Another director, her sister Heather Keely, 41, has also not been traced, while a mansion listed as the home of an older former director Terence Keely - believed to be their father - is also empty.
The AAIB says it cannot name the owner but a report earlier this year said the person it belonged to 'had an informal arrangement with a third party to manage the aircraft on its behalf'.
Regular pilot David Henderson was expected to fly the plane from Nantes to Cardiff on January 21 this year - but has never spoken about why he pulled out only to confirm that he was alive after the flight manifest in France allegedly named him as pilot.
He was arrested in June on suspicion of the manslaughter of Sala and his pilot David Ibbotson, 59, from Scunthorpe, who also perished in the air disaster, but remains on bail two months later.
The doomed Piper Malibu aircraft that crashed in the Channel on January 21 was registered to a small British firm called the Southern Aircraft Consultancy which charges £450 per year to hold the plane in an American trust.
The business in Bungay, Suffolk is understood to manage hundreds of aircraft registered in the same way.
Mysteriously 39-year-old aircraft's listing with the US Federal Aviation Administration (FAA) states that there were no previous owners.
And in 2015 it changed hands four times in a single day, MailOnline understands.
The British engineer who inspected the Piper Malibu aircraft in the months before the crash told MailOnline was so riddled with faults that an engineer had refused to repair it, saying: 'It was not fit to be flown.'
Details of owners of the aircraft have been shrouded in mystery.
One person who is known to have a connection to the aircraft is David Henderson - the pilot who was reportedly due to fly it but pulled out at the 11th hour.
Mr Henderson from York, was filmed by the BBC with the plane at Retford Gamston Airport in 2015 for a feature transporting small planes across continents to new owners.
Humphrey Penney, who is also a licensed engineer, was asked to give a second opinion on the stricken Piper PA-46 Malibu in summer last year and said he believes that it was unsafe.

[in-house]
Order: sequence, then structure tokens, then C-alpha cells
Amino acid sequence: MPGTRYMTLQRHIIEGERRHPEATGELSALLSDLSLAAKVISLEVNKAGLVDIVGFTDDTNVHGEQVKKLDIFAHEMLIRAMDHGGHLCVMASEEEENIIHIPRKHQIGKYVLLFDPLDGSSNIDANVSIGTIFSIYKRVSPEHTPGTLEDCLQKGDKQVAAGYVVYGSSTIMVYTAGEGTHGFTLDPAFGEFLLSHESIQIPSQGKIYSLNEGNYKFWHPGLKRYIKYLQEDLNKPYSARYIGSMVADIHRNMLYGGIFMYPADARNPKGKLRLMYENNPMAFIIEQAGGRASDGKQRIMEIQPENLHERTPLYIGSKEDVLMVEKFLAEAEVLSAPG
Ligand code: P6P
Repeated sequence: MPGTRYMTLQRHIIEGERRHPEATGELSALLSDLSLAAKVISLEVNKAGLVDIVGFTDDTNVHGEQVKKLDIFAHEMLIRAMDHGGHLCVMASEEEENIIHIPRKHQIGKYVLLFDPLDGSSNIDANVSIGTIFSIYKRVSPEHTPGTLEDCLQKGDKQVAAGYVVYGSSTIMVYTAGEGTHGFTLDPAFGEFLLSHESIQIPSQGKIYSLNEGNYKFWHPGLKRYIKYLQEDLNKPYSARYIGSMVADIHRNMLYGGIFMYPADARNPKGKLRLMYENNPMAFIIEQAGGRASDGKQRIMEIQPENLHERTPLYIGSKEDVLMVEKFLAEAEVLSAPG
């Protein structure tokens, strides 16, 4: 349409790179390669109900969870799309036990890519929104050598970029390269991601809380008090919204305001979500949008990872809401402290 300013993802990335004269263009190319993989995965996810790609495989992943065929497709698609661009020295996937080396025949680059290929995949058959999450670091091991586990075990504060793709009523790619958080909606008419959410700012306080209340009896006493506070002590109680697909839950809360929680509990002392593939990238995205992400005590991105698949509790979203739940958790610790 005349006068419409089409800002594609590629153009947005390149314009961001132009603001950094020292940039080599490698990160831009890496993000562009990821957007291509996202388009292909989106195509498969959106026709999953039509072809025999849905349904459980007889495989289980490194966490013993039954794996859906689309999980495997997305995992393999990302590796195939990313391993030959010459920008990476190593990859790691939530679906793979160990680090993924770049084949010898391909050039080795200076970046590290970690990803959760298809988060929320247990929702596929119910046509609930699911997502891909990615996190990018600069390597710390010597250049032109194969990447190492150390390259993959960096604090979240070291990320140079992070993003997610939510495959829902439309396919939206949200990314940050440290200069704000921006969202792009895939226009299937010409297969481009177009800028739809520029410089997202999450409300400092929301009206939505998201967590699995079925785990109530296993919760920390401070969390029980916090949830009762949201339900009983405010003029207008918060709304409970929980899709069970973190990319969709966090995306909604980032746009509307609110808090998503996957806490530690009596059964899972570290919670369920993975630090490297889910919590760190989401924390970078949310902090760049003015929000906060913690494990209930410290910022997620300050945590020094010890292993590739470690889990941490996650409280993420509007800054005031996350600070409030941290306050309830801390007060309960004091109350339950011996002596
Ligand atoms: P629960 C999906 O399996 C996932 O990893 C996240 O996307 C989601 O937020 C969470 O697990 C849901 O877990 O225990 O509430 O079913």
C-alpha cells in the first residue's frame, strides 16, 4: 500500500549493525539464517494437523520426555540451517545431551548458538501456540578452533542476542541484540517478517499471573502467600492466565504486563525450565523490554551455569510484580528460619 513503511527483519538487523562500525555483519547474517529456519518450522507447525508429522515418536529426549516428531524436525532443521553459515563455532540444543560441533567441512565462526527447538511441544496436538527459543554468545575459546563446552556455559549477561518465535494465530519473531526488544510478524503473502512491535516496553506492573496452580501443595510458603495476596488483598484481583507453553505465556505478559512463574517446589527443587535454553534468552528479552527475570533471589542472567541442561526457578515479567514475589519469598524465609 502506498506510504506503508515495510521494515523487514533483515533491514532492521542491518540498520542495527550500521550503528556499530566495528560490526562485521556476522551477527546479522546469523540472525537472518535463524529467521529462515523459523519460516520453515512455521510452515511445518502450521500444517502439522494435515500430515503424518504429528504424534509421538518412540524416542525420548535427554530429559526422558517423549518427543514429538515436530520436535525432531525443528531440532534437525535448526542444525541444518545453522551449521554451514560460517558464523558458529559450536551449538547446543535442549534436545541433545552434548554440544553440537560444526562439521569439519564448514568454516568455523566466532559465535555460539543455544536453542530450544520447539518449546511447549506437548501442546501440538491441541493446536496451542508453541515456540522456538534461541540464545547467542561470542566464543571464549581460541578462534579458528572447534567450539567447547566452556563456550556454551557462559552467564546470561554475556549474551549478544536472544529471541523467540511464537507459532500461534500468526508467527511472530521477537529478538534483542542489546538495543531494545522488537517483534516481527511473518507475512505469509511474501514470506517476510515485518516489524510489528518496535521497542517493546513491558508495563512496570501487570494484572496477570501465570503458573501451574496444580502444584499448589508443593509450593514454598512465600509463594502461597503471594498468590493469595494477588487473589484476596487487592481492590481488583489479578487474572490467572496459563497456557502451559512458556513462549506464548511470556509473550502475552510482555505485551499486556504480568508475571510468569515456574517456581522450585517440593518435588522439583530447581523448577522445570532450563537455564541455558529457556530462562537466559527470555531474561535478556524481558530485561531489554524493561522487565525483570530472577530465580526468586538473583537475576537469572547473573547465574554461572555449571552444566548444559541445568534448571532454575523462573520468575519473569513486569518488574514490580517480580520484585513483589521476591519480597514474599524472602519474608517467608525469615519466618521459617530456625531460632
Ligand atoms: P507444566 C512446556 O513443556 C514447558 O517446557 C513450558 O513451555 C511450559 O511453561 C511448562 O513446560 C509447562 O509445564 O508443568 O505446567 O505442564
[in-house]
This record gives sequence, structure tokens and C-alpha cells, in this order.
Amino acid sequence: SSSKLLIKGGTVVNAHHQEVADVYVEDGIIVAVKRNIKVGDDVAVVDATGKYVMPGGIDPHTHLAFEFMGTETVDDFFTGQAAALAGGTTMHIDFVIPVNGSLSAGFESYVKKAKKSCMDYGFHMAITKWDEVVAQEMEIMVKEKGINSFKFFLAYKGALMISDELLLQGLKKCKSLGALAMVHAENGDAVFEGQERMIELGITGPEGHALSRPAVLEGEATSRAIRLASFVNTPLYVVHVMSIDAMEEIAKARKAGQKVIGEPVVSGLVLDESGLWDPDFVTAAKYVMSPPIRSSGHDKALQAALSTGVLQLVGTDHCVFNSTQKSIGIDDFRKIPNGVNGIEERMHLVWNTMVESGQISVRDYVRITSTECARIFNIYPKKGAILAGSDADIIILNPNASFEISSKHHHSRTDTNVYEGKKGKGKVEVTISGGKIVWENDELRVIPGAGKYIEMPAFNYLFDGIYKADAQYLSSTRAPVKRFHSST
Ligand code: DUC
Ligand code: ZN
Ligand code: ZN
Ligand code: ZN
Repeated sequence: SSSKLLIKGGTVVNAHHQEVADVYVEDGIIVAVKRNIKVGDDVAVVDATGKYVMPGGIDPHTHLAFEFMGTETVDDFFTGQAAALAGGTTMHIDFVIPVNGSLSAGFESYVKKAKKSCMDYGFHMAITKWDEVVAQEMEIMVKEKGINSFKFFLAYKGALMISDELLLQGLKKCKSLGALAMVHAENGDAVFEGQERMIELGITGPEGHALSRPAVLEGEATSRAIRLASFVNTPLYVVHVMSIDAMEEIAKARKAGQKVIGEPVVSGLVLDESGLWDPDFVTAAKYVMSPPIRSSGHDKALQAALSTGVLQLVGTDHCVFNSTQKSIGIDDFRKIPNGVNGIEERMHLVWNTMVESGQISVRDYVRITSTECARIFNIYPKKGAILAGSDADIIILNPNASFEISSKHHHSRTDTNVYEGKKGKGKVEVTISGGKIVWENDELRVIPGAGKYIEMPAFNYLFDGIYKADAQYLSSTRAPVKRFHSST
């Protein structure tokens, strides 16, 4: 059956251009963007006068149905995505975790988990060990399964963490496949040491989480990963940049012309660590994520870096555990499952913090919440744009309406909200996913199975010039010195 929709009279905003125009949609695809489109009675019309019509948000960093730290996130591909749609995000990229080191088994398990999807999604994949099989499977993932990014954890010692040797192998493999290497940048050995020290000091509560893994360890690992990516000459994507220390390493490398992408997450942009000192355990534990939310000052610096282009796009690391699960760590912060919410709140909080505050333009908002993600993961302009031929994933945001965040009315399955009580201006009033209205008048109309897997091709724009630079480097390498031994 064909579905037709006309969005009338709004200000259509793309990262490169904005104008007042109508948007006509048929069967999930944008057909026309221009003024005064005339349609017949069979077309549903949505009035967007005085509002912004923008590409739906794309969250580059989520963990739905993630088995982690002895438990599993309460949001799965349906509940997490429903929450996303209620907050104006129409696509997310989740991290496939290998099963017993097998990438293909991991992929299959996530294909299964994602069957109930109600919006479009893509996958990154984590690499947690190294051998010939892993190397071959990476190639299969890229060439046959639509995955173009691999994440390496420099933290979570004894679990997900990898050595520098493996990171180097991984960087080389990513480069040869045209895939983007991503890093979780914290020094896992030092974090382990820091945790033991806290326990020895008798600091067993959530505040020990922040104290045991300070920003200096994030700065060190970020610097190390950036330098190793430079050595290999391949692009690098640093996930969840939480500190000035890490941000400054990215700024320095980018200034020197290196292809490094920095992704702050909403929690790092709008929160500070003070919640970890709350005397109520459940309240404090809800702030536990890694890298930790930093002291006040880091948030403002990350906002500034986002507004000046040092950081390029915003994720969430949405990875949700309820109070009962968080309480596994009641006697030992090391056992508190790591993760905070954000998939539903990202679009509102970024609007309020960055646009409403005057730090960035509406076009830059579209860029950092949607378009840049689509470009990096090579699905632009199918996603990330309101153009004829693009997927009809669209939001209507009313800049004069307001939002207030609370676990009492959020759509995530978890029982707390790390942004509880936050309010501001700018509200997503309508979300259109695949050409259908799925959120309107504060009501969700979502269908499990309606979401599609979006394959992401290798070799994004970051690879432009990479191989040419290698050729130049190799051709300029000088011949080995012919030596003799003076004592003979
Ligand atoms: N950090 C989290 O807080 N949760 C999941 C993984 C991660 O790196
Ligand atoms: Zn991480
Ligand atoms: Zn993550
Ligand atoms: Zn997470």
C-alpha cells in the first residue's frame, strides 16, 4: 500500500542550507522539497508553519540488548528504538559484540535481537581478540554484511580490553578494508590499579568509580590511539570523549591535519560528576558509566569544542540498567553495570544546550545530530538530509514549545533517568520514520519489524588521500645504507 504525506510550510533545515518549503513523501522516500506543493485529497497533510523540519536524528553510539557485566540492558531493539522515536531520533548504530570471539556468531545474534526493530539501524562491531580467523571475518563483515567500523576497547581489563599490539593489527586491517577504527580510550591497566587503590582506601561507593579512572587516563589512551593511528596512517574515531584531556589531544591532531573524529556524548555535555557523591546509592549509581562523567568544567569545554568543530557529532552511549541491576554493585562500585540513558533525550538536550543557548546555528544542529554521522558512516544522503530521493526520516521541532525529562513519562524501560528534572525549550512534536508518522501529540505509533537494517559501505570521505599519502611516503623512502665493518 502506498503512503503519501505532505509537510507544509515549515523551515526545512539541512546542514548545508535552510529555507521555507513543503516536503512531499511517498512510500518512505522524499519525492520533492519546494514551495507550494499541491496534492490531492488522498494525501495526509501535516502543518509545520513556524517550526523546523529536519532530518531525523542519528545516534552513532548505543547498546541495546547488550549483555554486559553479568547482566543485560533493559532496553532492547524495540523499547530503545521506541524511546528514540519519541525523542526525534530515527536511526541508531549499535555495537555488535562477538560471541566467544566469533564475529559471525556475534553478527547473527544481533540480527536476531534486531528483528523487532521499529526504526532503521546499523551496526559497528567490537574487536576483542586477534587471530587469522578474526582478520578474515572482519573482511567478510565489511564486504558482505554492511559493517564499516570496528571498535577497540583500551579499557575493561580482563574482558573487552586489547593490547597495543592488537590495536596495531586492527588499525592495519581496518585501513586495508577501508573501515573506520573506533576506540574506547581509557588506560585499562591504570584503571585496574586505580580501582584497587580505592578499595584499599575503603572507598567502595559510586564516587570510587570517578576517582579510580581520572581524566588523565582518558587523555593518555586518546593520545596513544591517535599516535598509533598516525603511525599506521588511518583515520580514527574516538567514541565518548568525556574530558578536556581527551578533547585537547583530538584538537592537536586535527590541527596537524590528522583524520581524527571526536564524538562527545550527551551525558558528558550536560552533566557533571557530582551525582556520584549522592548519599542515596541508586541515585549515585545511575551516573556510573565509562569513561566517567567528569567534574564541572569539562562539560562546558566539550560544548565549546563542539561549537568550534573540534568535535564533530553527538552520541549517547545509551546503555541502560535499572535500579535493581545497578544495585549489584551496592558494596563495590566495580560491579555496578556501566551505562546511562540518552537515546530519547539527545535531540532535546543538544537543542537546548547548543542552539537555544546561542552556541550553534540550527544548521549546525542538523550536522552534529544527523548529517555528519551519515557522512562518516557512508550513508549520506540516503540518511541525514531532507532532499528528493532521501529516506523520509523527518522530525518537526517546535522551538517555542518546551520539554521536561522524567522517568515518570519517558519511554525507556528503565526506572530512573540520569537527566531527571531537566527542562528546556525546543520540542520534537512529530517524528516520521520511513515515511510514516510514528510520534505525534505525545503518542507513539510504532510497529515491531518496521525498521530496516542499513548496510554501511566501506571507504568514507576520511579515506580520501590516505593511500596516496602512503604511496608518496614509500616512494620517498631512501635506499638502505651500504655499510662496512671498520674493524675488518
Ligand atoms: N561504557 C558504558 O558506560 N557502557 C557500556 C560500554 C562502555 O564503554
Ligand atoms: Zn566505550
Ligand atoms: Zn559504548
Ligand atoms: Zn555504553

He spoke out for the first time following yesterday's interim report published by the UK Air Accidents Investigation Branch which showed that 28-year-old Argentinian striker Sala and his pilot David Ibbotson were exposed to deadly levels of the toxic gas even before the private plane plunged into the English Channel.
The wreckage of the Piper Malibu still sits at the bottom of the Channel (pictured) - 220ft down - and Sala's family say news of his poisoning means it must be recovered for more investigation
Speaking exclusively to MailOnline, Mr Penney said: 'What happened it all so sad and tragic. We had deep concerns about the plane when we looked it at a year ago. We nearly took it on but didn't because there were so many problems with it.'
Mr Henderson, originally thought to be the pilot who perished on the plane, had taken it to Sandtoft Airport in Belton, North Lincolnshire, on behalf of the owner chartered accountant Faye Keely.
Sandtoft boss Mr Penney, recalling his examination of the plane, said: 'Christ, this is awful! A lot needs doing.'
He added: 'The hydraulic motor was a shambles and the flaps, autopilot and de-icing system weren't working and there were several other problems.
Airfield owner Humphrey Penney (pictured) revealed the craft had 'a lot of problems' and regular pilot David Henderson was 'unhappy with the maintenance'
'There was a long list of things things that needed doing and it was going to cost an awful lot of money to put it right, in the region of £14,000 to £20,000.
'It was not in a fit state to be flown for a passenger but only in an emergency a short distance for maintenance and to get it fixed.'
The American craft registered to a Trust with a beneficial British owner, Ms Keely from Bonsall, Derbyshire - a pilot herself - had come to Mr Penney for a second expert opinion from Retford Gamston Airport in Gamston, Nottinghamshire, where it had been based long term.
Mr Penney said: 'It was moved here for a relatively short period and we then sent it to another organisation for the recommended work to be done. I can't comment on what work was later done.'
The plane was moved to nearby Sturgate Airfield in Gainsborough, Lincolnshire. No one was